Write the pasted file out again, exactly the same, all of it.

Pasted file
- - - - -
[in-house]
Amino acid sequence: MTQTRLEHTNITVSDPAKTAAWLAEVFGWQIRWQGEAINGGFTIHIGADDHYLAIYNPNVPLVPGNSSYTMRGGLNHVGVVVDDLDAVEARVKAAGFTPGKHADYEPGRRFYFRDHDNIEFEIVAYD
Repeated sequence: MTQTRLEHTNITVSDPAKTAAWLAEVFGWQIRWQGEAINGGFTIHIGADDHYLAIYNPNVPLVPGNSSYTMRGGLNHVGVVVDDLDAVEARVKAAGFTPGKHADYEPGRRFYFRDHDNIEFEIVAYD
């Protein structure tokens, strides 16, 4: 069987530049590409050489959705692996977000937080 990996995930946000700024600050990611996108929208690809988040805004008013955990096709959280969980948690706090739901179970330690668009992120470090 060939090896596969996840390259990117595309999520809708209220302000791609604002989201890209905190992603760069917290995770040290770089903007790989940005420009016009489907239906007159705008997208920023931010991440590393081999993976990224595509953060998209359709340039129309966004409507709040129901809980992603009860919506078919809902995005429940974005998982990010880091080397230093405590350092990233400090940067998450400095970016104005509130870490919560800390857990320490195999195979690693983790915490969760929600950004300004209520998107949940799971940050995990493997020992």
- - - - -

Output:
[in-house]
Amino acid sequence: MTQTRLEHTNITVSDPAKTAAWLAEVFGWQIRWQGEAINGGFTIHIGADDHYLAIYNPNVPLVPGNSSYTMRGGLNHVGVVVDDLDAVEARVKAAGFTPGKHADYEPGRRFYFRDHDNIEFEIVAYD
Repeated sequence: MTQTRLEHTNITVSDPAKTAAWLAEVFGWQIRWQGEAINGGFTIHIGADDHYLAIYNPNVPLVPGNSSYTMRGGLNHVGVVVDDLDAVEARVKAAGFTPGKHADYEPGRRFYFRDHDNIEFEIVAYD
């Protein structure tokens, strides 16, 4: 069987530049590409050489959705692996977000937080 990996995930946000700024600050990611996108929208690809988040805004008013955990096709959280969980948690706090739901179970330690668009992120470090 060939090896596969996840390259990117595309999520809708209220302000791609604002989201890209905190992603760069917290995770040290770089903007790989940005420009016009489907239906007159705008997208920023931010991440590393081999993976990224595509953060998209359709340039129309966004409507709040129901809980992603009860919506078919809902995005429940974005998982990010880091080397230093405590350092990233400090940067998450400095970016104005509130870490919560800390857990320490195999195979690693983790915490969760929600950004300004209520998107949940799971940050995990493997020992």